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Publisher's Note:  

A 2015 Newbery Honor Book Going to school and making new friends can be tough. But going to school and making new friends while wearing a bulky hearing aid strapped to your chest? That requires superpowers! In this funny, poignant graphic novel memoir, author/illustrator Cece Bell chronicles her hearing loss at a young age and her subsequent experiences with the Phonic Ear, a very powerful—and very awkward—hearing aid.


The Phonic Ear gives Cece the ability to hear—sometimes things she shouldn’t—but also isolates her from her classmates. She really just wants to fit in and find a true friend, someone who appreciates her as she is. After some trouble, she is finally able to harness the power of the Phonic Ear and become “El Deafo, Listener for All.” And more importantly, declare a place for herself in the world and find the friend she’s longed for.



El Deafo

by Cece Bell

Review Date:
04/27/2015

Recommended Age:
9+

Overall Rating:
****1/2

Profanity / Language Rating:
**

Violence / Gore Rating:

Sex / Nudity Rating:

Overall Review:  

Cece Bell, the author of EL DEAFO, was four years old when a bout of meningitis resulted in a hearing loss of severe to profoundly deaf.  EL DEAFO is the story of her struggle with this disability during the first few years of elementary school as she learns to adjust to its challenges.

Because Ms. Bell chose a graphic novel format, certain writing elements are expected—interesting characters, fast pace, brevity, entertaining; however, can the reader also expect humor, sadness, courage?  EL DEAFO is all that and more.  The plot centers on the main character Cece as she not only experiences the normal problems of finding good friends and being accepted, but also the struggles that come with a hearing disability.  To develop this story would be a challenge for any author, but Ms.Bell chose to develop her graphic characters in the form of cartoon characters that resemble skinny-legged people with rabbit ears which provides a heavy plotline with a needed bit of whimsy.  Another asset of the book is the character development.  In addition to Cece, one of the best characters is El Deafo, Cece’s imaginary super hero, who is always there to help when things get tough.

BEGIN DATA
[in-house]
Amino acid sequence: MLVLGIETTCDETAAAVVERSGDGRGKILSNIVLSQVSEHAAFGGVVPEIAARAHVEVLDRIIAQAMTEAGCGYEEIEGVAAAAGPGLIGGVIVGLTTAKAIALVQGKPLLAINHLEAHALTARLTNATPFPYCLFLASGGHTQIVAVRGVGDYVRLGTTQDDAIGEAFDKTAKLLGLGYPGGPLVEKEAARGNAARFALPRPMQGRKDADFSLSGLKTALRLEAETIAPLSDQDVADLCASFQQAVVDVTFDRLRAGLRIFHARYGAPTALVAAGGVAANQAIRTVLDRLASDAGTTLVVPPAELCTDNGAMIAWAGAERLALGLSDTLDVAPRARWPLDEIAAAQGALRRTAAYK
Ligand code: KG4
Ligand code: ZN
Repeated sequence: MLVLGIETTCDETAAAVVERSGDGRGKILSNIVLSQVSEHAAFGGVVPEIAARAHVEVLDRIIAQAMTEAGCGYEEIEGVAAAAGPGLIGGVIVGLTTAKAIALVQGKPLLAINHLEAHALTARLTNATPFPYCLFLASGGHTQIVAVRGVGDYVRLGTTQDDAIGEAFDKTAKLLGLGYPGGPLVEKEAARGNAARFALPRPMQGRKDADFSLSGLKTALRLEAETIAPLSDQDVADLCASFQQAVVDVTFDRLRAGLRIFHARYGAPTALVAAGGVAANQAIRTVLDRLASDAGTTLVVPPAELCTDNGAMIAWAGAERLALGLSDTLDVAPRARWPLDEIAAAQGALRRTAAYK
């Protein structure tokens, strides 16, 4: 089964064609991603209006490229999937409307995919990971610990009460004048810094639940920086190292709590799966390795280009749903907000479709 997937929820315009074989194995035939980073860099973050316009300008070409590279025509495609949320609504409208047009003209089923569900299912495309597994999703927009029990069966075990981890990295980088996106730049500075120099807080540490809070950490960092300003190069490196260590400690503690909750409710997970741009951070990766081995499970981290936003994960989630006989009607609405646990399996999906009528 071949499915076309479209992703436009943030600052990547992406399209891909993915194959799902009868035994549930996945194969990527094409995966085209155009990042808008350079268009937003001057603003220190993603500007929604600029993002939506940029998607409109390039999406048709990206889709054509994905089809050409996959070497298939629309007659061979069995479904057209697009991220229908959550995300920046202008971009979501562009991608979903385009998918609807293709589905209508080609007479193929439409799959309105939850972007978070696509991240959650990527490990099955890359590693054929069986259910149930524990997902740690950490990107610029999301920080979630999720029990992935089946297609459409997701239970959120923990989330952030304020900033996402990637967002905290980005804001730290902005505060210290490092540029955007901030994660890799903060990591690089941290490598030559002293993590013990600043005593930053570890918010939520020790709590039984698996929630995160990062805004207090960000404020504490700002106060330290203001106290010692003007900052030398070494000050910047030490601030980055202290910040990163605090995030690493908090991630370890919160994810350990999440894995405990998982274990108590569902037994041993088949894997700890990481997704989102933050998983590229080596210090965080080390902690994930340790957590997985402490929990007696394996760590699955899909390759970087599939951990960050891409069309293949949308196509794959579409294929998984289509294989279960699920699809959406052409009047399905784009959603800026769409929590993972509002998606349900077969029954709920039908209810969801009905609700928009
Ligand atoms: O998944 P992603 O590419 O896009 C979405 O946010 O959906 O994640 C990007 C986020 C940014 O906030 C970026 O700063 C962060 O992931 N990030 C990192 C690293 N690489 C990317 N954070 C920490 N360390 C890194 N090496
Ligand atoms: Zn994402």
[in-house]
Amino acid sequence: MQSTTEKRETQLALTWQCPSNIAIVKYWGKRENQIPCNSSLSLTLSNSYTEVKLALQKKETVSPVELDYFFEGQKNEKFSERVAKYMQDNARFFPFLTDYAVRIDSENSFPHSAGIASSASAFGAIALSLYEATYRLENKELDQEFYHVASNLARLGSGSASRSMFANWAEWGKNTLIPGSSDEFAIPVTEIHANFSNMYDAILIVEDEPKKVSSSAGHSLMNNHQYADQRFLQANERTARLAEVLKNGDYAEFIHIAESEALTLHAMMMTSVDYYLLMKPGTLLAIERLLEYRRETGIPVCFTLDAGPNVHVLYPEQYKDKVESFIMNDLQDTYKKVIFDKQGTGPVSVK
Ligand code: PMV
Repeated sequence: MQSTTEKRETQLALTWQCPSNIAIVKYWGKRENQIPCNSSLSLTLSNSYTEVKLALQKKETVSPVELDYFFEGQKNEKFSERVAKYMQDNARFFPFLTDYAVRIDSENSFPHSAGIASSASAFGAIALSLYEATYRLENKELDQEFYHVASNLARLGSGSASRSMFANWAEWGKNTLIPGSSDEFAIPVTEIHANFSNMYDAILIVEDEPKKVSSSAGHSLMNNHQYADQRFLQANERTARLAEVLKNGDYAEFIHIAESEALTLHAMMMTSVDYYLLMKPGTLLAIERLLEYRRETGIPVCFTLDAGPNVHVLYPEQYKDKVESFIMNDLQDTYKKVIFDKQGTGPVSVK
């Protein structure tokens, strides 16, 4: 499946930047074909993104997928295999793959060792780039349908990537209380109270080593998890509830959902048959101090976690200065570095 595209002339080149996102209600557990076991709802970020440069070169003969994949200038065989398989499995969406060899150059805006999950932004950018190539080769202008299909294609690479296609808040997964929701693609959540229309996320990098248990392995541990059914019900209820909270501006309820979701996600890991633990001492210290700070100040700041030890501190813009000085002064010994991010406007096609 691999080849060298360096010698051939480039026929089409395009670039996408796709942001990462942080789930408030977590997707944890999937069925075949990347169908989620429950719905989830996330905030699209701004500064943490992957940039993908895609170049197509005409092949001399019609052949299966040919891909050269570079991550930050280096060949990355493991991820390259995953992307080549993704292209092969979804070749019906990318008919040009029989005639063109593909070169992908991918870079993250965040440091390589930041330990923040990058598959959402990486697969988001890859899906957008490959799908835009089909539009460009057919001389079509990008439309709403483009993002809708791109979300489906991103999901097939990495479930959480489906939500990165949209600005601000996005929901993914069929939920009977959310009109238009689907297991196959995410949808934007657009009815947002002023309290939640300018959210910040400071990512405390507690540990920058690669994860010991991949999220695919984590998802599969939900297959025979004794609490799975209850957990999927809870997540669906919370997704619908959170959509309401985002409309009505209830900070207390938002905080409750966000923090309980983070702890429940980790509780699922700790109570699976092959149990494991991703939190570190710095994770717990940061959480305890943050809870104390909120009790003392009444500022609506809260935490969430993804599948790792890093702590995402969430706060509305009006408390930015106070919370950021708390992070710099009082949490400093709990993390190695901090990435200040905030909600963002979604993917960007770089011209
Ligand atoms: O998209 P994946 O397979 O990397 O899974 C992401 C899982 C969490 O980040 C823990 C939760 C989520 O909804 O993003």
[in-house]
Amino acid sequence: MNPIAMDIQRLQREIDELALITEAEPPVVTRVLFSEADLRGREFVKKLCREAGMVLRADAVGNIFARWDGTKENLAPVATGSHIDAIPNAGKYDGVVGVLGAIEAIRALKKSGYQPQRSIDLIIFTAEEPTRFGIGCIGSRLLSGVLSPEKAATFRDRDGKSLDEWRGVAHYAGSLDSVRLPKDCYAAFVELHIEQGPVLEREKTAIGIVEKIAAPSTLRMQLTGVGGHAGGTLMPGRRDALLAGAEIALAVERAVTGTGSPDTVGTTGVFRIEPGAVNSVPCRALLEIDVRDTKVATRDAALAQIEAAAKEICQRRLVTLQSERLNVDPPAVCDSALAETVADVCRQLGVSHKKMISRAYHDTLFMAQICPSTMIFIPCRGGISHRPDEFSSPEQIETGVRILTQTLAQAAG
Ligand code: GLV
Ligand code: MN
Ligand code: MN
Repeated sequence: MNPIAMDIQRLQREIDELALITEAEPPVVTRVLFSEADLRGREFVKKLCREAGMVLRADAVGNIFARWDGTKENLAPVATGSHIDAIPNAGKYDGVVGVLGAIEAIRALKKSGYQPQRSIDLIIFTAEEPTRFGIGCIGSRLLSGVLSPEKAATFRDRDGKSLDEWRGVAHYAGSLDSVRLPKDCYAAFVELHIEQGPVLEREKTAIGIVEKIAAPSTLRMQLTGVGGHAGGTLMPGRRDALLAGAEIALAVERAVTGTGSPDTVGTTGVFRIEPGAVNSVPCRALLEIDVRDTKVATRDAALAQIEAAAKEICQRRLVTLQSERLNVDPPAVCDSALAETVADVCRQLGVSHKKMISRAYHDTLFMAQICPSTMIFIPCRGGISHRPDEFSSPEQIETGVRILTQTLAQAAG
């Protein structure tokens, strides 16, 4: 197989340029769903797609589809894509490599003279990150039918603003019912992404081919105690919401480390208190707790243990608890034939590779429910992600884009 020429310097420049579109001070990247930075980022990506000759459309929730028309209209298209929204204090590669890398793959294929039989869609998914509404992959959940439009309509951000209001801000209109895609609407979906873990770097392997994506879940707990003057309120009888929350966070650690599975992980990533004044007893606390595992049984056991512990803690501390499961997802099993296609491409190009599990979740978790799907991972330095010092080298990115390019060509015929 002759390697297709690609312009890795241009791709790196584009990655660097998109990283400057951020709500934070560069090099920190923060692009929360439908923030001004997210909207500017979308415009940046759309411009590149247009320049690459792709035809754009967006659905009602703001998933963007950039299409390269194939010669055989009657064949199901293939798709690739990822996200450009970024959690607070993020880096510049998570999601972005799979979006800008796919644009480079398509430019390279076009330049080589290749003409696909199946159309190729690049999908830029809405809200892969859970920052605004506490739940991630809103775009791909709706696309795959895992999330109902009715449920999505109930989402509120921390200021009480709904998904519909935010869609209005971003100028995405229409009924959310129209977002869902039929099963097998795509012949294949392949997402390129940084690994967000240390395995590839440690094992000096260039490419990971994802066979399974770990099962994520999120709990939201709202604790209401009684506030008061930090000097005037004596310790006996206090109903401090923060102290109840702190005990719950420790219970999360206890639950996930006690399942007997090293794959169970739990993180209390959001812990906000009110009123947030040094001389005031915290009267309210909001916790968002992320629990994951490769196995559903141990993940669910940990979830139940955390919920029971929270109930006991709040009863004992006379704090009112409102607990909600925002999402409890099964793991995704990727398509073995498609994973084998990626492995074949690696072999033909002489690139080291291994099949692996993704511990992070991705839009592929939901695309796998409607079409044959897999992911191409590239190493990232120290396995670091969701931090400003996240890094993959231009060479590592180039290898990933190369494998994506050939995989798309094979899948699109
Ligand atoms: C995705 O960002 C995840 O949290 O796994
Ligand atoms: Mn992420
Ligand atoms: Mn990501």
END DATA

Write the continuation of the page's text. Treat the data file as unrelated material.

A mission of this book is to educate young readers on just how tough a hearing disability is.  Talking too loudly or too slowly, not being able to see a speaker’s face, mustaches and beards, the pace of group discussions, darkness, excessive noise—all these are blocks to understanding.  Then add the visible hearing aids with cords and batteries to that mix.  One of those hearing aids is used in conjunction with a microphone a teacher wears; it is so powerful that Cece can hear what the teacher is doing outside the classroom.  It provides one of the funniest incidents in the book and is the event that leads to Cece’s real acceptance by her peers.

EL DEAFO is certainly deserving of the Newberry Honor award. My biggest recommendation is that it is enjoyable to all levels of readers.  Not only did this reviewer enjoy it, but my 13-year-old granddaughter couldn’t put it down.  Then my seven-year-old grandchild insisted I read it to her not once but twice.  I think that about says it all.


Content Analysis:  

Profanity:  2 mild obscenities.

Violence:  None

Sex/Nudity:  None



Mature Subject Matter:  

Family/Personal crisis,  physical handicap.



Alcohol / Drug Use:  

None



Reviewed By Marilyn
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